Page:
A professional cyclist agrees to go on a biking exhibition in Chile, despite being plagued by the memories of his best friend’s death in a racing accident. Along with his girlfriend, he goes on a practice ride, but when they encounter a man with a virus and a group of killers, their trip turns into a fight for survival.
Downhill tries desperately hard not to be a carbon copy of those horror films that follow a couple of Americans in unknown territory and, occasionally, it succeeds. However, for the most part, it doesn’t quite manage to craft its own unique identity. The cycling basis for the film is an interesting one and begins as an effective device to set the events in motion, but there comes a point in the film where the bikes are rendered useless. It’s disappointing, because the beginning of the film implies the use of intense POV shots and fast-paced action that would make for fierce watching, but this is abandoned as soon as it is mostly required. After a promising beginning, Downhill becomes perilously dull when the cyclists encounter the man with the virus and his hunters. This should be the most exciting part of the film, but instead, it is when it becomes its most tiresome.
The film’s middle events cement it as a lacklustre journey, because it can’t grasp the levels of frenzy it requires to deliver the non-stop drama it attempts to present. The intensity doesn’t feel as credible as it could with horrendously edited fast-cutting and poor gun effects ruining most of the central action. Rather than heighten the feeling of adventure, it draws attention to the film’s attempts to disguise its low-budget with frantic effects in post-production. The characters don’t help the film’s feelings of authenticity, because as professional cyclists Joe (Bryce Draper) and Stephanie (Natalie Burn) manage to challenge the saying “it’s as easy as riding bike.” For them, it is obviously as easy as climbing Everest and the look of fear on their faces is at its most convincing when they’re bombing down steep tracks in the mountains. It’s a shame that they cannot convince us of the film’s central and essential aspect, but alas, cyclist-actors are probably hard to come by.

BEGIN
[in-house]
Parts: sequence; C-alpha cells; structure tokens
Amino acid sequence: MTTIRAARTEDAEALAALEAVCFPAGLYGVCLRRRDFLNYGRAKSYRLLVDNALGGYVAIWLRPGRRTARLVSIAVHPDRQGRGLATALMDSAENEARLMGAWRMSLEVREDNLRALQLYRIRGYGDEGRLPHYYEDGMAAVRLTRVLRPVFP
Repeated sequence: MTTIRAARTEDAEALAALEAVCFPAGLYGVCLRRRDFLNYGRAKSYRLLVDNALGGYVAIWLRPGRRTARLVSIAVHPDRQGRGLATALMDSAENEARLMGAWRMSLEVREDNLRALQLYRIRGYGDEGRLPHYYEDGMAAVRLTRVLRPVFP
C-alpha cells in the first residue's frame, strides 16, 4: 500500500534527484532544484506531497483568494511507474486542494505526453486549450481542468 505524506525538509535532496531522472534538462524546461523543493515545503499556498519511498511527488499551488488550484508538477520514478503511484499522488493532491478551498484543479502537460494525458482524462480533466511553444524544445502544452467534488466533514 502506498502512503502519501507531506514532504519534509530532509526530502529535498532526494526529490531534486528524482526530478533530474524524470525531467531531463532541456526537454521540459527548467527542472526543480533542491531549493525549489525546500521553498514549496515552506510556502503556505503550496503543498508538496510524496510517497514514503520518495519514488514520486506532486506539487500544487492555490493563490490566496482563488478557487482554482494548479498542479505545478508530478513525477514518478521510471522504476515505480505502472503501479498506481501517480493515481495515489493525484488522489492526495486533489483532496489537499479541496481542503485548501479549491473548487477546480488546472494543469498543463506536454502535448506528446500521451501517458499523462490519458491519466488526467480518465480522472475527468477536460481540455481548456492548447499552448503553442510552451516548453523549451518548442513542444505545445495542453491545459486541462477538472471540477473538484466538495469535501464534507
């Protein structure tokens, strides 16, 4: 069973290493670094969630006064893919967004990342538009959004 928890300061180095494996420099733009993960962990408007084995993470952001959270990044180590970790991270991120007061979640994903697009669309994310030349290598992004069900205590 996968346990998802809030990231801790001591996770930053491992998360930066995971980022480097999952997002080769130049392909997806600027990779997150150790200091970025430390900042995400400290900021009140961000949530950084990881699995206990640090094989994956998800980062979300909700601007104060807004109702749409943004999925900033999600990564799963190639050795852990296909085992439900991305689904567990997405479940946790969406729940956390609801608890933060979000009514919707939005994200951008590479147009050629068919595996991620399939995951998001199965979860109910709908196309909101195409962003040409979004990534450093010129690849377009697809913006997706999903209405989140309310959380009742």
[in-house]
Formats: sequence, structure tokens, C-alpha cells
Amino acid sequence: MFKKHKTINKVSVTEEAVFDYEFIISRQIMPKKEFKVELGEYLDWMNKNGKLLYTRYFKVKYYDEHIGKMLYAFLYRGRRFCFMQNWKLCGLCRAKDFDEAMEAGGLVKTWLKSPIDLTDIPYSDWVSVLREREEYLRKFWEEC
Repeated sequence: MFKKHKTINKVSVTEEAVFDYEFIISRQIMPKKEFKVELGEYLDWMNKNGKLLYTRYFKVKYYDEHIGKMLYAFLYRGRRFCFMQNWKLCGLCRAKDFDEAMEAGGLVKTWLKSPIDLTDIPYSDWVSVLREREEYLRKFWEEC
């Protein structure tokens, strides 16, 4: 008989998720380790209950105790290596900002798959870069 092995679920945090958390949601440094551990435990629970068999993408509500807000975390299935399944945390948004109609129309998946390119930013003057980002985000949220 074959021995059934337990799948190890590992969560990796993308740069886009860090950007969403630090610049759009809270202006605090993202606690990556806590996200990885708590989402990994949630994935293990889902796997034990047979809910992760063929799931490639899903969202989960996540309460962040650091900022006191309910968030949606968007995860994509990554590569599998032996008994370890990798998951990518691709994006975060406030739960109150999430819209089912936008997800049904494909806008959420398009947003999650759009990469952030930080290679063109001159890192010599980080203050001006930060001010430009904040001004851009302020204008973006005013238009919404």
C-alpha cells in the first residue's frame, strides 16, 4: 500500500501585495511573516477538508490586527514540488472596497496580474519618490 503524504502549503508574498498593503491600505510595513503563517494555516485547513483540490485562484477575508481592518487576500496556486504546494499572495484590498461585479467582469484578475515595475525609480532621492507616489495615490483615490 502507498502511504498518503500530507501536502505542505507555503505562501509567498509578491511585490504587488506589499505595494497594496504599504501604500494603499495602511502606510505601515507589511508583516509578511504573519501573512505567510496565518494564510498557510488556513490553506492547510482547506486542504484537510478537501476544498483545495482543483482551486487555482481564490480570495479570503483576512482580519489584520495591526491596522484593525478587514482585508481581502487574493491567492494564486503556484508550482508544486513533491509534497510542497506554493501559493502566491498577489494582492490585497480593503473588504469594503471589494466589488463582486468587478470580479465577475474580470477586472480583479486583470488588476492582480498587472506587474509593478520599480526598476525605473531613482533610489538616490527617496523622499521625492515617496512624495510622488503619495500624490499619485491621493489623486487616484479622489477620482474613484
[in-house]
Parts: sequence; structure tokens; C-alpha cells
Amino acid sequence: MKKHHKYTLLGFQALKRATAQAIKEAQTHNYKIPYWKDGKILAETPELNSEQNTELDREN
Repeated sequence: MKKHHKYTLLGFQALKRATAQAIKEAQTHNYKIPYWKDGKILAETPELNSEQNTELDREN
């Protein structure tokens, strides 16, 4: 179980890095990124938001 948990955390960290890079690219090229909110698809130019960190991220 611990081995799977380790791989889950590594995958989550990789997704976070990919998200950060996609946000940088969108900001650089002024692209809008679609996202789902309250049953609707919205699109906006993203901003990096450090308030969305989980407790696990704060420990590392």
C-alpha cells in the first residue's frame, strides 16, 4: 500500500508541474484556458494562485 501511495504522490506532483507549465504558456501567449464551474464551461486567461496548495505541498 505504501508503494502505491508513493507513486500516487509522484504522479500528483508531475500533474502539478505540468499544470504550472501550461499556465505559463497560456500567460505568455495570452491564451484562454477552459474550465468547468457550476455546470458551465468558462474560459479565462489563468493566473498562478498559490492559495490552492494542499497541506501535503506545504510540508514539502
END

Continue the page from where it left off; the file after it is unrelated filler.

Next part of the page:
It may be hindered by budgetary restraints, but Downhill does excel when it edges towards its monstrous climax. Obviously inspired by Lovecraftian elements, the film begins to steer into a direction that leaves its predictability at the door. It becomes an interesting beast once again when poor Stephanie finds herself in the middle of a gross and sinister otherworldly plot. The lighting shifts from the brightness of the outdoors, to dark and foreboding with a splash of blue to create an alienating exterior that seeps with outlandish threat. Unfortunately, an impressive ending cannot save Downhill from mediocrity and the film’s previous tedious events are still fresh in the mind. Maybe if Downhill had lead and carried itself with these nightmarish and, quite honestly, shockingly entertaining events, rather than saved them for an astonishing finale, we may have enjoyed a more twisted ride with Downhill.
Unfortunately, despite its initial promise and effective Lovecraftian ending, Downhill can’t achieve memorability. Aside from a couple of icky, body-horror moments and lovely shots of the admittedly beautiful scenery, there is nothing truly stand-out in this average cat-and-mouse thriller.
Words: Jessy Williams (@JessyCritical)